While most of what I shoot is generally classified as landscape or nature photography, I’ve always been intrigued by macro work. Since photography is only a part time thing for me sometimes real life dictates that I can’t always just take off and head to Yosemite on a whim. On those occasions I sometimes spend the afternoon “playing” with a macro lens. There’s something really interesting about seeing ordinary things on an extraordinary scale. Scratches become valleys, specs of dust become boulders, peppercorns become asteroids. There are so many details, in every day objects, that we just don’t see. Ironically macro photography, in my aquarium, was really what reignited my interest in photography.
Macro photography, by definition, is magnification of 1:1 or higher. What the ratio refers to is the size of the image projected onto the film plane or image sensor. An object at 1:1 magnification is the same size as it’s projection. At 2:1 it’s the projection is twice the size of the object in real life. Getting to 1:1 magnification generally requires some special equipment. Zoom lenses, such as my Canon 24-70 f/2.8 often say “macro” on them but that only means that they have a shorter minimum focusing distance than a non-macro version. None of the zoom lenses in that category, that I’m aware of, will get to 1:1 and therefore aren’t truly macro lenses. Generally speaking to get a true macro lens you’ll need a prime, (non zooming), lens. My favorite is the Canon 100mm f/2.8.
There are other ways to get to 1:1 magnification, which is really the point of this article….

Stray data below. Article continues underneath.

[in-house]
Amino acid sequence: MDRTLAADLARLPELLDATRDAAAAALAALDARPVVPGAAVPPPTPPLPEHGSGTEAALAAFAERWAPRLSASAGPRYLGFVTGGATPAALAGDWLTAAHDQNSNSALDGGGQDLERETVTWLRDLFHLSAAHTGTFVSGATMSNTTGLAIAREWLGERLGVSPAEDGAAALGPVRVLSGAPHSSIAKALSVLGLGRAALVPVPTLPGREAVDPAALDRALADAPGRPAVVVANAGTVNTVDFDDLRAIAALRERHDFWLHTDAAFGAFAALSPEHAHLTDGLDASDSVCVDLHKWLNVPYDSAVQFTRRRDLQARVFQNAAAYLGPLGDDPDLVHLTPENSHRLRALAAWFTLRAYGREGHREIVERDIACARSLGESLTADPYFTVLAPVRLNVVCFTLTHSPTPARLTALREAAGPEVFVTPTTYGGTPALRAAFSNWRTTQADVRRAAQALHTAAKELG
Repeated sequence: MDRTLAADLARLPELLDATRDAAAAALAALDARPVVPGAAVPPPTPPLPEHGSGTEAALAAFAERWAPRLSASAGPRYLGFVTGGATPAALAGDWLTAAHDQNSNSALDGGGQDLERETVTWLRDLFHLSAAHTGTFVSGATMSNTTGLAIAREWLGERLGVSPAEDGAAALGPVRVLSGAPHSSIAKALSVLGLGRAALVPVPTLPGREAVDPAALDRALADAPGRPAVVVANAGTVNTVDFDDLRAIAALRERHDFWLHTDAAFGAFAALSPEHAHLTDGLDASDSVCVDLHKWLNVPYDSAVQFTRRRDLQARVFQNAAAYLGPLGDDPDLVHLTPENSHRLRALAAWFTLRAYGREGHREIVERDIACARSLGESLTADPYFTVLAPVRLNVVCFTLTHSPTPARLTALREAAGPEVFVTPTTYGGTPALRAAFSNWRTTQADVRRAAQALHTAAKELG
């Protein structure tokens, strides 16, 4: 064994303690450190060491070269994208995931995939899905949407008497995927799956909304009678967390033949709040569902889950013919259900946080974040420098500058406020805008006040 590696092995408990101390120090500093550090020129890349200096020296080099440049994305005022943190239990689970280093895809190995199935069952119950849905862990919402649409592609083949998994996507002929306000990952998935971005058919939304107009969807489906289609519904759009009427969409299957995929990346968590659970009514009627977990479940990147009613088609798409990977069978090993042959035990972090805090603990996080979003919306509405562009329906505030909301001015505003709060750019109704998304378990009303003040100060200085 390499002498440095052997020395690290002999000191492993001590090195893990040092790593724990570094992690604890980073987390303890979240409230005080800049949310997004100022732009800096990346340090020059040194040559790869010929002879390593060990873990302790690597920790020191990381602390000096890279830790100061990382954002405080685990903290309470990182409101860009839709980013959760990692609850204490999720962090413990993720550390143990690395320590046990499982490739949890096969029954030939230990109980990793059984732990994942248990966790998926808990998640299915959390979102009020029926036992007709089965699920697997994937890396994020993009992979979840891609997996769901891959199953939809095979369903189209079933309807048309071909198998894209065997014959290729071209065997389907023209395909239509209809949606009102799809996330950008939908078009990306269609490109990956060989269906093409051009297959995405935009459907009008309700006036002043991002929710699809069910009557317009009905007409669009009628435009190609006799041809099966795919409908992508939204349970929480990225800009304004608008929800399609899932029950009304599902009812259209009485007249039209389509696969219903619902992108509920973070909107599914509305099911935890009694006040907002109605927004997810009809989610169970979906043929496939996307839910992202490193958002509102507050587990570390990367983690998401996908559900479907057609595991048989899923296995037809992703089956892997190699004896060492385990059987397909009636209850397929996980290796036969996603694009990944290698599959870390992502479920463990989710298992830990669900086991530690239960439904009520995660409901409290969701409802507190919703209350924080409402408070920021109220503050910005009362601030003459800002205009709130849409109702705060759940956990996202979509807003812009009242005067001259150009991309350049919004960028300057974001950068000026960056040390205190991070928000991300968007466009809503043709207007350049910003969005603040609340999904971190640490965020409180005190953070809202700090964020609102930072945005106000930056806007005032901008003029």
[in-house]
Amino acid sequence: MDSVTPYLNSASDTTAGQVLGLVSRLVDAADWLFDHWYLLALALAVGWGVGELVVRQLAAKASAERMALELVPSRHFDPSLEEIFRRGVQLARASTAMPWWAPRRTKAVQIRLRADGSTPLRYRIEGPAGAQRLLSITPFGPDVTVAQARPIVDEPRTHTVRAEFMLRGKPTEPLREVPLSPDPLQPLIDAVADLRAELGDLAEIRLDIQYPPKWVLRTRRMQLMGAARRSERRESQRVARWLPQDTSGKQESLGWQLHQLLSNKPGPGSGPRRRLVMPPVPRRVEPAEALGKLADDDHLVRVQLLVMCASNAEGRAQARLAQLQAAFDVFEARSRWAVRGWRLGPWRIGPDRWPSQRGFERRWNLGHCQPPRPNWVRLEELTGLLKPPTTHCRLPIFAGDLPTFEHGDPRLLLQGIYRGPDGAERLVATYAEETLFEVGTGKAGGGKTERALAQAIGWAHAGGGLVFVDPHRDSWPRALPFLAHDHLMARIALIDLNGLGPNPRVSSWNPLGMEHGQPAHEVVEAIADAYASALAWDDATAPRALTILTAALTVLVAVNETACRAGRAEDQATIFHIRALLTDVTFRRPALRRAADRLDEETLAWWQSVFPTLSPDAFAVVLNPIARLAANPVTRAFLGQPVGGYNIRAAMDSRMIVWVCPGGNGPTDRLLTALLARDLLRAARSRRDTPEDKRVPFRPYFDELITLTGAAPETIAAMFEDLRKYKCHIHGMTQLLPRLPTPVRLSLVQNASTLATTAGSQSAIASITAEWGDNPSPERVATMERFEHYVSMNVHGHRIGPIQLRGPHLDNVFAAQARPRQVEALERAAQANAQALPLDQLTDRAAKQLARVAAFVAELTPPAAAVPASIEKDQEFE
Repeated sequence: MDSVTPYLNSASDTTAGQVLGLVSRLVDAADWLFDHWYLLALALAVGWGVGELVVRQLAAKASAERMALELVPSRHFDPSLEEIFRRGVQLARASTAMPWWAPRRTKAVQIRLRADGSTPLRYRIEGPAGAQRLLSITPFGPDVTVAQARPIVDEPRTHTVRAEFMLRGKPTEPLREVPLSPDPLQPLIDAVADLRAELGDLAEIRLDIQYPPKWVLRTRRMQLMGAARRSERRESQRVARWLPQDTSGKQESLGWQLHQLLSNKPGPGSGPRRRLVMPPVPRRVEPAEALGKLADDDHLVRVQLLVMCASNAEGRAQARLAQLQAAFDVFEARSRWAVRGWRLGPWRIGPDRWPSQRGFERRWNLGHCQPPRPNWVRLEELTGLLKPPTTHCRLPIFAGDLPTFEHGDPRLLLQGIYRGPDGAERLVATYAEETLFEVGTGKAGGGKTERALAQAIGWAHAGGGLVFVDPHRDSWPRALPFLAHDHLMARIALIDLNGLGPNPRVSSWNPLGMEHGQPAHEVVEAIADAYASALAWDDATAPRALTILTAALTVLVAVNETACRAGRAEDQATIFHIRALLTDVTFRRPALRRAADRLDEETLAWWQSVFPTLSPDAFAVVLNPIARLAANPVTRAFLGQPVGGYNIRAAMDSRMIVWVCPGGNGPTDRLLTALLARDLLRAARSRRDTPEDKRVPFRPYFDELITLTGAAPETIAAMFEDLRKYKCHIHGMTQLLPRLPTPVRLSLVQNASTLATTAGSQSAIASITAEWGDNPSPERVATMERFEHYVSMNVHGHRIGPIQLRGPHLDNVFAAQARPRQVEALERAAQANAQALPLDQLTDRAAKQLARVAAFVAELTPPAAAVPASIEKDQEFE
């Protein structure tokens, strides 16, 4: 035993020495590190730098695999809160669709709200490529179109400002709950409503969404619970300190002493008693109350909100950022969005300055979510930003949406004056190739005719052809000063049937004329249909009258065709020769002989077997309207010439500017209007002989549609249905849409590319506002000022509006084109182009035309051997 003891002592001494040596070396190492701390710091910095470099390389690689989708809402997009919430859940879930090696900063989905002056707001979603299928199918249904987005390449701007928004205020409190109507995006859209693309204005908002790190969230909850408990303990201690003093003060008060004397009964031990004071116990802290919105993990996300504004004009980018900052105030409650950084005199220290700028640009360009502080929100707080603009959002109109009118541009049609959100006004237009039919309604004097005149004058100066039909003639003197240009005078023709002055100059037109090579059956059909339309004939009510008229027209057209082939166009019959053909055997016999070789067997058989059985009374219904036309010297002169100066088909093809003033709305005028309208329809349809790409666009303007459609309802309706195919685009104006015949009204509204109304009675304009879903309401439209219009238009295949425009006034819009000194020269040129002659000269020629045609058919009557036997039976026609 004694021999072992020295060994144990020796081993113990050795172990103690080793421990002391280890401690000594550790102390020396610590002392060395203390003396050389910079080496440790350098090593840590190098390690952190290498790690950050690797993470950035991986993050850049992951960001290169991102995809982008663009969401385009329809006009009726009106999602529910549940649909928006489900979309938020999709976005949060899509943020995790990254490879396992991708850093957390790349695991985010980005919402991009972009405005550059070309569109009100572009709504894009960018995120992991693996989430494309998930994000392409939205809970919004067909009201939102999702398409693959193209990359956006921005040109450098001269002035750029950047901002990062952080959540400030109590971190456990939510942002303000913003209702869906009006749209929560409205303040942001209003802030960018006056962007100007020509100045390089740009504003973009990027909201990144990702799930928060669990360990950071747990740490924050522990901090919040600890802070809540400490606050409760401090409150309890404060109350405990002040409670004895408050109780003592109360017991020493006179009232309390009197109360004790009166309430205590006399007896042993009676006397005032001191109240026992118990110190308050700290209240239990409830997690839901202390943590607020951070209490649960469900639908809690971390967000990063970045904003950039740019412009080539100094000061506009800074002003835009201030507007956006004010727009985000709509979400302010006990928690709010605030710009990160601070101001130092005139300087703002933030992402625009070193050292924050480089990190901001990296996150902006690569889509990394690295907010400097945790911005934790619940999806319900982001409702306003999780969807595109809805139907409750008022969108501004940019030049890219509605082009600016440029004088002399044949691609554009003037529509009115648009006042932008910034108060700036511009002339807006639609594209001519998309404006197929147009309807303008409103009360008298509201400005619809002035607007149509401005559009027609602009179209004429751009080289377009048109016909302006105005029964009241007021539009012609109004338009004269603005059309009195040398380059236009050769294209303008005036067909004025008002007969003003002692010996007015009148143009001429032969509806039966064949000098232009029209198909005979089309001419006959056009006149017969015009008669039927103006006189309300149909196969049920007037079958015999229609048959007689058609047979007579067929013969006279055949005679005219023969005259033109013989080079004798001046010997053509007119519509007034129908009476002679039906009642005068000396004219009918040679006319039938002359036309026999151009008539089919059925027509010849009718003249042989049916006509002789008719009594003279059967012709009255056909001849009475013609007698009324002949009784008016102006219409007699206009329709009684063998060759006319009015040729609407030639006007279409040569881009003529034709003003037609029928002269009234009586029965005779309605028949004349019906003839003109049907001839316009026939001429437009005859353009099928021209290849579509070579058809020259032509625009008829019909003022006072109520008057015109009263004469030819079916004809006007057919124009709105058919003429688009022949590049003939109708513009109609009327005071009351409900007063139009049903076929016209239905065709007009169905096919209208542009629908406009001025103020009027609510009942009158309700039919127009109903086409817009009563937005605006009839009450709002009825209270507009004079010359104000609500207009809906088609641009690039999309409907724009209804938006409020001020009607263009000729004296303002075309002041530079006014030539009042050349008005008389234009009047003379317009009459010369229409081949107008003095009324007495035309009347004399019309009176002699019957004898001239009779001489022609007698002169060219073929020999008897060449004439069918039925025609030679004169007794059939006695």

Extension tubes, which are really just spacers between lens and camera body, decrease a lenses minimum focusing distance which increases magnification. The trade off is some loss of light and the loss of the ability to focus at distant objects. I frequently carry a set of Kenko extension tubes just in case I want to get closer to something.
Another practice involves using a reversing ring to mount a lens backwards on the camera. While it sounds odd, it works really well with lenses in the 20-50mm range. One trade off, if it’s a modern lens, is that you loose the electrical connection, between lens and body, so you can’t control aperture. One solution is to buy an old manual lens for that purpose. Being a lifelong technology geek, that’s a solution that just didn’t sit well with me.
Behold Frankenlens. This project only took me a couple of hours to do the work but I will confess to spending much of the day tinkering with it. I started with an old EF-S 18-55mm lens. This is the lens that used to come as the standard “kit” lens with the Digital Rebel. It’s a cheap, consumer grade lens. Being an EF-S mount it doesn’t fit on my Canon 5D so it’s just been gathering dust. I got the wild idea that it would be fun to see if I could get the lens to mount, reversed, and still have electrical control from the camera body.
I started by removing the lens mount and modifying it to make it the same size as a standard EF mount. Once that was done I installed a ribbon cable between the lens mount and the lens. Using an old filter as a spacer, I attached the front of the lens to the modified lens mount. On, what used to be the back of the lens, I added a mounting plate for my Canon MR-14EX ring flash. A few dabs of hot glue to keep cables from moving around and it was done.
The image at the top of this article is my son’s pocket knife blade at right around 3:1 magnification. With the lens at 55mm it’s roughly 1:1. It’s not going to win any beauty contests but I am very pleased with how well it works. While auto focus still technically works, it wasn’t designed to work on that scale so it’s a bit sketchy. Aperture control, however, works perfectly. The lens even reports itself correctly in the [wikipop]EXIF[/wikipop] information. For a lens that is worth about $50 it does an amazing job.
I’m looking forward to spending a few lazy afternoons exploring the world with it, in the comfort of my home office.